"I believe in public education and I believe in public charter schools. I do not believe in privately controlled charter schools."

Donald Trump says he has good evidence he'd beat Hillary Clinton in a general election.

"I beat Hillary — and I will give you the list — I beat Hillary in many of the polls that have been taken," he said at last Thursday's Republican debate. "And each week, I get better and better."

And Bernie Sanders says he'd beat Trump.

"Not all, but almost every poll has shown that Sanders versus Trump does a lot better than Clinton versus Trump," Sanders said at the Democratic debate in Flint, Mich., last week.

Even though Tuesday may not have more delegates or states in play than Super Tuesday, March 1, had, it's still a big day, with more than 1,000 delegates at stake. More importantly, the results could end up deciding who the Republican and Democratic presidential candidates will be.

Five states are casting votes on March 15, along with one U.S. territory on the GOP side.

This has been an unpredictable primary season, but one thing is becoming increasingly clear: This race, on both sides, is going to go on for a while.

For Republicans, because of how the vote has been split up, no one will have the required delegates to be the nominee until — at the earliest — their very last nominating day, June 7. That's true even if Donald Trump sweeps the big winner-take-all states Tuesday, although the direction will be very clear if that happens.

There remains a chance — or at least a hope — that the violent storm blowing in over American politics this primary season will move on without further damage to the country.

More specifically, there is a chance — or at least a hope — that the violence witnessed at recent rallies for Donald Trump will subside. And that those most inclined to physical confrontation might step back from the brink.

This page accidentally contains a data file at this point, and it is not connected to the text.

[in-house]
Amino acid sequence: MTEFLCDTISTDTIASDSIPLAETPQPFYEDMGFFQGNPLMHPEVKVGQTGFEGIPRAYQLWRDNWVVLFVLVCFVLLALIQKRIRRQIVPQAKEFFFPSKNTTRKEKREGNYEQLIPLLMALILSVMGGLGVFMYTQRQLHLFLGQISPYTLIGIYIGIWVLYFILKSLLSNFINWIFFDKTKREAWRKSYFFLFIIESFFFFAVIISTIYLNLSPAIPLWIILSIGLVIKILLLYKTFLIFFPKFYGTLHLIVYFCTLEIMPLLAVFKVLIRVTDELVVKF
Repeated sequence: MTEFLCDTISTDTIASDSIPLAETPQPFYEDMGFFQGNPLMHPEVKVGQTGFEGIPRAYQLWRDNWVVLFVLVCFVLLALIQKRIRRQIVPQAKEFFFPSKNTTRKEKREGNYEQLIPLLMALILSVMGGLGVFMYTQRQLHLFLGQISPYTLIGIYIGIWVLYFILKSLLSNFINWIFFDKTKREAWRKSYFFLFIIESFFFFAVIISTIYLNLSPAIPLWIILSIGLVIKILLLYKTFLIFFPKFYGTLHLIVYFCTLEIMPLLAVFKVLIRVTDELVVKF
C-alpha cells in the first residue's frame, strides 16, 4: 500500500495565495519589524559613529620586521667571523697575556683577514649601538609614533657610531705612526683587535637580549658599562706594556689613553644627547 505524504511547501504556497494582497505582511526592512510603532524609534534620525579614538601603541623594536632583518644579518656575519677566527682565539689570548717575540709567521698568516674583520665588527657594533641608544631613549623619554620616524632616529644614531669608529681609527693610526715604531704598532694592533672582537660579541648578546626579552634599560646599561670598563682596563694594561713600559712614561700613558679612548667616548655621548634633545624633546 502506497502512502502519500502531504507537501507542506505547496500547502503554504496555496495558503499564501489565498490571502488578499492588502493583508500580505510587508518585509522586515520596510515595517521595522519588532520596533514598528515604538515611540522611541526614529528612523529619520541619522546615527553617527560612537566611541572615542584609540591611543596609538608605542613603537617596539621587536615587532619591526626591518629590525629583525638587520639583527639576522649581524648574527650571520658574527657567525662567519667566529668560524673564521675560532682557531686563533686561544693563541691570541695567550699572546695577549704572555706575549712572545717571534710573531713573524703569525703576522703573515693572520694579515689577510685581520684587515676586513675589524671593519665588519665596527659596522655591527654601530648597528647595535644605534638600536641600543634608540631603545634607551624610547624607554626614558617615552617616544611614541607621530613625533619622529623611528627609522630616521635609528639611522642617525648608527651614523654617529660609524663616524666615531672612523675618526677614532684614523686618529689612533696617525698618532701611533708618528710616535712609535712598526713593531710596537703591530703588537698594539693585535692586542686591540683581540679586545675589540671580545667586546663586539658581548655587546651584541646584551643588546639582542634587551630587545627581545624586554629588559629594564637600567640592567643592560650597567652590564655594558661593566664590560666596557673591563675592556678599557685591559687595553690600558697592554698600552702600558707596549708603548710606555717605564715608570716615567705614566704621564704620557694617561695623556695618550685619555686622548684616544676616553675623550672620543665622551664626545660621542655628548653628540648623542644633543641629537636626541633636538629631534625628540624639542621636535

But the videos of violent scuffles at the aborted Trump rally in Chicago on Friday continue to play on cable TV, keeping the wound fresh.

It used to be that marriage was when adulthood began for American women. Moving straight out of their parents' house (or a college dorm) and into a house with a husband was simply the expected, preordained path for many women.

But in the past few decades, wedding rings have become optional accessories. And as the American single woman flourished, she also profoundly changed (and is still changing) the economy, politics and the basic social fabric of the U.S.

Bernie Sanders was able to win in Michigan, upsetting Hillary Clinton, with the support of white men. (NPR's Tamara Keith laid that out in this post this morning). Sanders won 62% of white men in the Michigan Democratic primary, while Clinton won 68% of black voters. That is a big share, but wasn't enough — and certainly smaller than the margins she's gotten among black voters in Southern states.

When Bernie Sanders won the primary in Michigan last week, it shook up the narrative of the Democratic race.

Sanders did so with the help of white men. If he's able to pull off a victory in Ohio, the same demographic will likely be key.

Take Jim, who describes himself, only half jokingly, as an angry white man.

Five candidates for president weighed in on the violent clashes in Chicago at a planned Friday night rally for Republican frontrunner Donald Trump.

Florida may be Sen. Marco Rubio's home turf, but it's also friendly terrain for his rival Donald Trump. On Friday morning, Trump began his day with a press conference at his luxurious Mar-a-Lago club in Palm Beach. Less than four days earlier, he had given a press conference at another one of his Florida properties — the Trump National Golf Club in Jupiter.